Is a Roth Conversion Right For You?

Wealth Advisor

This video delves into the intricacies of Roth conversions, evaluating their suitability based on individual financial circumstances. The speaker clarifies the Roth conversion process, which involves converting pretax IRA funds into a Roth IRA, thereby incurring taxes now to avoid future taxes on withdrawals. Highlighting the pros, including tax-free growth and withdrawals, protection against future tax rate increases, and the absence of Required Minimum Distributions (RMDs), the discussion also touches on the potential benefits in light of historical and anticipated tax rate changes. With tax rates currently low but expected to rise, the strategy could offer significant advantages, particularly for those in higher tax brackets or expecting substantial retirement income. Emphasizing the need for personalized advice, the video suggests consulting a financial planner or tax professional to determine if a Roth conversion aligns with one’s long-term financial goals and retirement planning.

Video Transcript

Have you ever wondered if a Roth conversion was right for your specific situation or financial plan? We’re going to take a deep dive into how we utilize Roth conversions into clients planning and when it may or may not make sense, depending on your circumstance. So a lot of information you’ll read on pros and cons of Roth conversion online, but we’re going to simply go through what this means and go through all details. So what a Roth conversion is taking pretax money that’s in an IRA. So this has not been taxed yet. So if you have put in, we’ll use any pretax IRA, 401k, any contribution that you make. You’re either, if you’re under a certain income threshold, you’re able to take a tax deduction. If you’re not, it could be after tax.


We’re going to go ahead and assume that one way or the other, the money is, there’s been a deduction taken, whether it’s through an IRA or 401k. For the sake of this video, it doesn’t really matter. But let’s just say you’ve put in round numbers $100,000 and that 100,000, when you’ve put it into the IRA, you’ve taken a tax deduction on that. So if you’re maxing out a 401k, for example, and you’re putting in 2024 limit is $23,000. If you’re under the age of 50, that qualifies for a full tax deduction. If you’re doing pretax contributions, let’s assume you’ve done that over the course of a few years, and you’ve since rolled that to an IRA. You have $100,000 in a pretax IRA, and when that money comes out, it gets taxed at ordinary income rates.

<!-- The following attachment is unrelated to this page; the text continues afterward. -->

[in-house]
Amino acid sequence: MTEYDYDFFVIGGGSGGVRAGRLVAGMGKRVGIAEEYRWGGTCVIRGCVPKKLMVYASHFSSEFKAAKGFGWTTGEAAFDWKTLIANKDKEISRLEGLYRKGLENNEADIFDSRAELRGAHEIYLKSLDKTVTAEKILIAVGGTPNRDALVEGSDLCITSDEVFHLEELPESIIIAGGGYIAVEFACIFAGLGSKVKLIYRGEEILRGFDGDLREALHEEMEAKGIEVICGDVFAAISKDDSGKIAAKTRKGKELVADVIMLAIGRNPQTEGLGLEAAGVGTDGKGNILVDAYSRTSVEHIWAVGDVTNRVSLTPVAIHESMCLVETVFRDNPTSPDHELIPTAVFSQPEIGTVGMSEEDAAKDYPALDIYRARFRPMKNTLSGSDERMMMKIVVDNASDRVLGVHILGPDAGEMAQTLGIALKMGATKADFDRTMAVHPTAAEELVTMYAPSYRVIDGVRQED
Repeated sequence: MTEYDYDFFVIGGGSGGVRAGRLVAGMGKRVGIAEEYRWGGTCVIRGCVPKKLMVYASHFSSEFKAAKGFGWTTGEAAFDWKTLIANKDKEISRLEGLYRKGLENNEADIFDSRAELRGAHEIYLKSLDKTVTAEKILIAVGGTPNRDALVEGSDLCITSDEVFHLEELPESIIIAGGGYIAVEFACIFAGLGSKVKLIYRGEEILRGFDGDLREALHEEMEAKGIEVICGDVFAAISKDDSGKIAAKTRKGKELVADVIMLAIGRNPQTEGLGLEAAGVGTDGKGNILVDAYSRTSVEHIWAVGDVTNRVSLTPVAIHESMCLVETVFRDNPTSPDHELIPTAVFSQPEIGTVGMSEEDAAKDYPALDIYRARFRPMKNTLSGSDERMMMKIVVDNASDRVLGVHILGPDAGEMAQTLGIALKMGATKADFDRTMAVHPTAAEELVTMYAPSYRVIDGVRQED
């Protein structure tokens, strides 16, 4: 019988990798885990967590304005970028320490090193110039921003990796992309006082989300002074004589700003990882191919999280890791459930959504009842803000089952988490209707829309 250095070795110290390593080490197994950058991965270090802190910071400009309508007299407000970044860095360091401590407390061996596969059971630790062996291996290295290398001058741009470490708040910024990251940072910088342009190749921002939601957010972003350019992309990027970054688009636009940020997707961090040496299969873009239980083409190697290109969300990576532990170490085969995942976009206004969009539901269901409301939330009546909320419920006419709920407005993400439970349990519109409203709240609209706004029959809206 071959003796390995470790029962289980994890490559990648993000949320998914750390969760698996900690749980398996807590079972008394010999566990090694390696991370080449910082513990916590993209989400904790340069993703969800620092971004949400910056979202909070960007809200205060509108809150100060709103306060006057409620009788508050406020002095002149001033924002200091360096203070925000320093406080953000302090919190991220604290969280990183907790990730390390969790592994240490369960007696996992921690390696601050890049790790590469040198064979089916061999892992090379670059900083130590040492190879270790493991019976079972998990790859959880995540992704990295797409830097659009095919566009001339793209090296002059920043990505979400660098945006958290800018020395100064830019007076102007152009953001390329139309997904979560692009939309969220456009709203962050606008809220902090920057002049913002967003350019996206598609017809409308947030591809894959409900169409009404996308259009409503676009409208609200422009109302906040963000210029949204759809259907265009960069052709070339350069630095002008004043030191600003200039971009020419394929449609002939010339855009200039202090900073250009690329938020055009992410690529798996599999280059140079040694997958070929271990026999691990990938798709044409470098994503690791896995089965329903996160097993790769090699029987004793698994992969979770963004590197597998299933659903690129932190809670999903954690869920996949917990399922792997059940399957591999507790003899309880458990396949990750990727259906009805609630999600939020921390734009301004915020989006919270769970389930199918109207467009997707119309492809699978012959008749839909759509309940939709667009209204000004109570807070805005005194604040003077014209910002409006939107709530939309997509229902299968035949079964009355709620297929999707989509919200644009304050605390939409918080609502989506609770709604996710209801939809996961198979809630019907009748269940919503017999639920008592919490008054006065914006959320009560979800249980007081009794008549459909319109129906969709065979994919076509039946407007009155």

And so that rate now goes between ten and 37%, depending on your income and your tax filing status, your tax bracket, et cetera. What a Roth conversion is we can take money that’s in this pretax IRA, this 100,000 that at some point you have to pay taxes on it. So as this account begins to grow and accumulate, you’re just increasing your tax bill down the road. We can volunteer to take money from the IRA, pay taxes now, send a check to the IRS. The year you do that, you realize this is income, but then what? The money is in a Roth IRA or 401K. But we’ll say IRA for the sake of this example. Now we have 100,000 in the Roth IRA, and all of the accumulation you don’t pay any taxes.


All the distribution comes out tax free and passes to beneficiaries tax free. So we’re going to go through pros and cons of a Roth conversion. Why? This may make sense, but from a just technical, logistical standpoint, that is the concept. In this example, we’re going to assume 37% tax bracket when they do this. So to do the $100,000 Roth conversion federal taxes, we pay 37,000 to get the money into the Roth. But obviously, the longer this accumulates, all of the growth is tax free forever. We’re going to go through why this may make sense. So in 2018, there was a pretty significant tax overhaul put in place, and this is going to be in place until 2026, and then it’s going to revert back to the 2017 tax code. So again, right now, marginal tax rates go from zero to 37%.